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Racial discrimination lawsuits are detrimental to company names and destroy the reputation of big companies, regardless of the years they have spent inbuilding those reputations. This essay presents a project proposal to roll out a staff training on racial discrimination at the workplace. The project follows a lawsuit filed by 40 employees against a hypothetical company, where thy accuse their supervisors over racial slurs and harassment. The four-week training intervention will be delivered online and will cover a range of topics including workplace relationship, workplace abuse, results of workplace abuse, response to workplace abuse, diversity and maintaining a respectable workplace.
This essay elaborates a project proposal for employee training on discrimination and harassment at the workplace. The hypothetical organization has come under fire recently when 40 black women sued the company over racial discrimination. The women claimed that the company supervisor, Jane (not her real name) called them racial slurs such as ‘Lazy blacks’, ‘monkey’, and N-word. Through the lawsuit, the women also alleged that Jane denied them medical attention and bathroom, breaks and fired others based on their racial orientation. Moreover, the women sued the company over the allegation that higher ranks of the management were aware of Jane’s inappropriate discrimination against them and failed to take any action.
Having identified that the organization was facing a significant issue of racial slurs and harassment, the HR suggested a needs assessment project to identify whether systemic racism was a major problem worth the management’s attention. Against this backdrop, a needs assessment was conducted in three major steps namely: conducting a gap analysis, identifying priorities of importance identifying causes of racism, and lastly, identifying solutions to the problem. The following section describes these steps in detail:
This step involved checking the current performance of the organization against organizational goals and values. It was necessary to determine the current state of staff interaction and social cohesion to identify whether they coincide with the organizational value of inclusivity and diversity. This was done through a focus group interview that gathered both departmental managers (or supervisors) and employees working under them. The discussion revealed serious gaps in employee cohesiveness and social interaction that needed to be addressed.
Considering the legal mandate of the organization to shun any form of racial discrimination, a decision was made by the company leadership to move into the next step of the need’s assessment, which is to identify the expected performance requirements against racial discrimination. As recommended by Kiburz et al (2017), this involved asking the question: are the supervisors doing a good job in shunning racial discrimination? Do they know how to avoid racial discrimination in their lines of duty? Upon realising that the supervisors were not doing a good job in avoiding racial discrimination and that they did not have the necessary skills to avoid racial discrimination in their lines of duty, a decision was made to train them on how to avoid racial discrimination. Thus, training was identified as the organizational development solution to the problem of racial slurs and discrimination.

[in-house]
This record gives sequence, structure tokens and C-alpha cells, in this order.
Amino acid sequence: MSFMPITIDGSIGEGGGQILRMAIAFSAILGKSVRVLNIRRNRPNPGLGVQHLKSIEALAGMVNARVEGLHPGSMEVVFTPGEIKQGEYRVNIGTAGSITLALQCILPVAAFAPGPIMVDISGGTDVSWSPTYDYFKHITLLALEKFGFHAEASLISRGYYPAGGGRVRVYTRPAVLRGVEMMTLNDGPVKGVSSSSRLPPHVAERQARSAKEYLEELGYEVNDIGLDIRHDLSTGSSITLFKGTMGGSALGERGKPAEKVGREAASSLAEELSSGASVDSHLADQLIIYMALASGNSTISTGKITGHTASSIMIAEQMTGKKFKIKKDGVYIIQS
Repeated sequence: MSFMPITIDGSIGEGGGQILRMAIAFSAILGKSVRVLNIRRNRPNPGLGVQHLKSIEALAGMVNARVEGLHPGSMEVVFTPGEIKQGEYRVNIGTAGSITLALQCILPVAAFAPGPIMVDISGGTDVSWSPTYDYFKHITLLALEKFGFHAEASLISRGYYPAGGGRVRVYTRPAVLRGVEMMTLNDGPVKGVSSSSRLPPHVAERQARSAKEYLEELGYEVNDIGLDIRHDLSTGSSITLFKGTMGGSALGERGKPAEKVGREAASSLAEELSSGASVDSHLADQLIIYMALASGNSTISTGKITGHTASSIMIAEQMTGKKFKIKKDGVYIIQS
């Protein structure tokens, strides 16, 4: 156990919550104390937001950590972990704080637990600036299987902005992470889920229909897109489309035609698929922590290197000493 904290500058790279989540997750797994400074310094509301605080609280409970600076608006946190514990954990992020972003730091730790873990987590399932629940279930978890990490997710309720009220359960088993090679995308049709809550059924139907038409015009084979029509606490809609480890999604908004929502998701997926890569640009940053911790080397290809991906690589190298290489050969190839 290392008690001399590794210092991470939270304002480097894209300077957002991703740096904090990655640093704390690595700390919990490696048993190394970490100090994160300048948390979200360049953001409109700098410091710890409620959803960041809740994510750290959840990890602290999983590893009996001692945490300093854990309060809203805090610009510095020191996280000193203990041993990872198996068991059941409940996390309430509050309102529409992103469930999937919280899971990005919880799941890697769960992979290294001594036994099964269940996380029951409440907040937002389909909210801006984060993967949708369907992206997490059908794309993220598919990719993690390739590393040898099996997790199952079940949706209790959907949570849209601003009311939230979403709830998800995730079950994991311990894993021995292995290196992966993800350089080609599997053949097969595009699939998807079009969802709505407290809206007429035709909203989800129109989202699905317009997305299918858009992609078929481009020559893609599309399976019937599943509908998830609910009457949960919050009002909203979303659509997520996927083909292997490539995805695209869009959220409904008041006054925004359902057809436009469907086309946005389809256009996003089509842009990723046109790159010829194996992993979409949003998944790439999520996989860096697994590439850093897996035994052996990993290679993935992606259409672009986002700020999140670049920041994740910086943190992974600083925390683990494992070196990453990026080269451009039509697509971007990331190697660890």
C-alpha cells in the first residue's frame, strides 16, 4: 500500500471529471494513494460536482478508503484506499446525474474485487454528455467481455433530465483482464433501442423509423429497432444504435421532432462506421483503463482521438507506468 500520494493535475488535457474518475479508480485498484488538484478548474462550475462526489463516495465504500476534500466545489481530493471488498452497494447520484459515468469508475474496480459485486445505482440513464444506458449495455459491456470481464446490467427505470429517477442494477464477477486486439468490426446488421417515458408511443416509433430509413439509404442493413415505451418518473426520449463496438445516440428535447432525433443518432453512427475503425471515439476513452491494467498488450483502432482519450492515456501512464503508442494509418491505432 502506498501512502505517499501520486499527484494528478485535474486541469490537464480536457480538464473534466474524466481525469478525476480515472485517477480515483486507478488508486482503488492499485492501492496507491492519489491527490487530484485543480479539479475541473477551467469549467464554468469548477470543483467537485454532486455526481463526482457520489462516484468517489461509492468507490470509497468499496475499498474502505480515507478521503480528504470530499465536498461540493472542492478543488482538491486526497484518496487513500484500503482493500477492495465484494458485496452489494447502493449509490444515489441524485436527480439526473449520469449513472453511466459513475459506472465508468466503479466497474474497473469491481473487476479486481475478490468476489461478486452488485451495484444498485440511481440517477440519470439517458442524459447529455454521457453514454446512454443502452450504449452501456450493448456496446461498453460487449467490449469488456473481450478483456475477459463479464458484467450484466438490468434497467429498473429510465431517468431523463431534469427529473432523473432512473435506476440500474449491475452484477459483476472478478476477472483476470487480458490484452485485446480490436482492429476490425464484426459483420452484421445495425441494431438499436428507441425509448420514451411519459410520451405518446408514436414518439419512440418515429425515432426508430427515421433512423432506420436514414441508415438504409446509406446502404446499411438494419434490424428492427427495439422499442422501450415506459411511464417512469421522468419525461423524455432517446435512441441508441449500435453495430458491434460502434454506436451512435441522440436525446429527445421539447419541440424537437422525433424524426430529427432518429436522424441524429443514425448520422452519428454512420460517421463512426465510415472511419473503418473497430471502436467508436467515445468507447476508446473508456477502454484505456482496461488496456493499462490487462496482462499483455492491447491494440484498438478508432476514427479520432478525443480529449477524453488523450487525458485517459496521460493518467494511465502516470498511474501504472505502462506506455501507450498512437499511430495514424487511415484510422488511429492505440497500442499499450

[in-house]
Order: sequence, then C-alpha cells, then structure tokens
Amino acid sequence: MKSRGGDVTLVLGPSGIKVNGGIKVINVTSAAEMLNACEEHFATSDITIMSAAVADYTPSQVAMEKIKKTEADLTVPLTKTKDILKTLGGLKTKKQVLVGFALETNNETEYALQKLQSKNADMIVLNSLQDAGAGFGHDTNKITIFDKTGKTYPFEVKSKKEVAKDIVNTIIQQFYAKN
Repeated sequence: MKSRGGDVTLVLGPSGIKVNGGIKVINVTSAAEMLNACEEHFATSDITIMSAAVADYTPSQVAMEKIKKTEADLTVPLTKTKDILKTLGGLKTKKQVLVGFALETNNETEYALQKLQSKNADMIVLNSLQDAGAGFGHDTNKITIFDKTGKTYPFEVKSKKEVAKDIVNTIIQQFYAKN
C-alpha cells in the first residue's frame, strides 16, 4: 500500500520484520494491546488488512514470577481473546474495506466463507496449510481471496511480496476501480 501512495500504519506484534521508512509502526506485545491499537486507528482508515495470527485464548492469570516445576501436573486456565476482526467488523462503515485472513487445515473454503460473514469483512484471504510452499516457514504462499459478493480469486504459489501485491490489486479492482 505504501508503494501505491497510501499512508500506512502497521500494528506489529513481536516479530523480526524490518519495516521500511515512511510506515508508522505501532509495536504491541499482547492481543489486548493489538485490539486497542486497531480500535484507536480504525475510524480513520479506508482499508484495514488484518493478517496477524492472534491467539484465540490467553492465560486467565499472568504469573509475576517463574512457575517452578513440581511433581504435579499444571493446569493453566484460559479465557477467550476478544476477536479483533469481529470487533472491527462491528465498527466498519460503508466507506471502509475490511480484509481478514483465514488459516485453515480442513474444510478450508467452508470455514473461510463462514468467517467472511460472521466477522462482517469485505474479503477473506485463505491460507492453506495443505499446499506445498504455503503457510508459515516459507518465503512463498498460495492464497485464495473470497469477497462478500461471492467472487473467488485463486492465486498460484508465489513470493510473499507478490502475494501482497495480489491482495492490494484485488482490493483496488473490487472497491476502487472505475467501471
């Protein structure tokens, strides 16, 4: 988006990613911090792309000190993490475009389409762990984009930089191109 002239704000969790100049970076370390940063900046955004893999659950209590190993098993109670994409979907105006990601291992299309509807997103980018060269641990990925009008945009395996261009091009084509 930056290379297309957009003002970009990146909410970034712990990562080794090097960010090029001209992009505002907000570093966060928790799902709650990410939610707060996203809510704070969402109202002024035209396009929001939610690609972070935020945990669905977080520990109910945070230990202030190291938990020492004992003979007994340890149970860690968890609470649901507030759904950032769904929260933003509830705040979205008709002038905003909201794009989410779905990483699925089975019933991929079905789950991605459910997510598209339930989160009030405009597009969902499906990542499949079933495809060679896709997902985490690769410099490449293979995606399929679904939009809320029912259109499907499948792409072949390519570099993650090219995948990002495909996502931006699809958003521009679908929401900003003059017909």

Having identified the issue of racial discrimination among supervisors, the management decided to launch an online training intervention for all supervisors. The online training can help achieve the desired level of employee inclusivity and diversity while accommodating the fact that the company generally operates in a virtual scattered workplace (Slutsky et al, 2019). That said, some of the topics that will be tackled in the training include workplace relationship, workplace abuse, results of workplace abuse, response to workplace abuse, diversity and maintaining a respectable workplace. The training will be delivered by a human resource consultant team with an experience in training and mentoring employees on workplace discrimination and racial issues. The consultant was selected due to their expertise in this area, and their ability deliver value at a relatively cheaper price than what the company would spend without outsourcing.
The training intervention will be targeted at all the supervisors working in the company’s 54 branches. The supervisors work on a tight schedule that would not enable them to attend a face-to-face training. Therefore, online training was considered the best option, bearing in mind that time and location would be the greatest limitation for the training project; for both the leaners and the instructors who may not be available on time for a face-to face instruction. By removing the face to face requirement, any supervisor will be able to participate from a location and time that suits them.